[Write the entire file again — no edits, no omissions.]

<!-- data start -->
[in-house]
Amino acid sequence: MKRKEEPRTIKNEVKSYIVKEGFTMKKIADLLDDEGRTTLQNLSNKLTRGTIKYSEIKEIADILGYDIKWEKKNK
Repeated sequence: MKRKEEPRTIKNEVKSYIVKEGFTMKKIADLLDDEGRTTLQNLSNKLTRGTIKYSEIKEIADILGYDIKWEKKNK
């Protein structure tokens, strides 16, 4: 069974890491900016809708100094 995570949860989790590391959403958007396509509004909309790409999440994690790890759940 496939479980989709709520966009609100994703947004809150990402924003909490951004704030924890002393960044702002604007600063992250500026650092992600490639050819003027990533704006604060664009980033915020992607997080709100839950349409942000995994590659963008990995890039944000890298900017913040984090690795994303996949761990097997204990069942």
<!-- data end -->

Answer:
[in-house]
Amino acid sequence: MKRKEEPRTIKNEVKSYIVKEGFTMKKIADLLDDEGRTTLQNLSNKLTRGTIKYSEIKEIADILGYDIKWEKKNK
Repeated sequence: MKRKEEPRTIKNEVKSYIVKEGFTMKKIADLLDDEGRTTLQNLSNKLTRGTIKYSEIKEIADILGYDIKWEKKNK
């Protein structure tokens, strides 16, 4: 069974890491900016809708100094 995570949860989790590391959403958007396509509004909309790409999440994690790890759940 496939479980989709709520966009609100994703947004809150990402924003909490951004704030924890002393960044702002604007600063992250500026650092992600490639050819003027990533704006604060664009980033915020992607997080709100839950349409942000995994590659963008990995890039944000890298900017913040984090690795994303996949761990097997204990069942």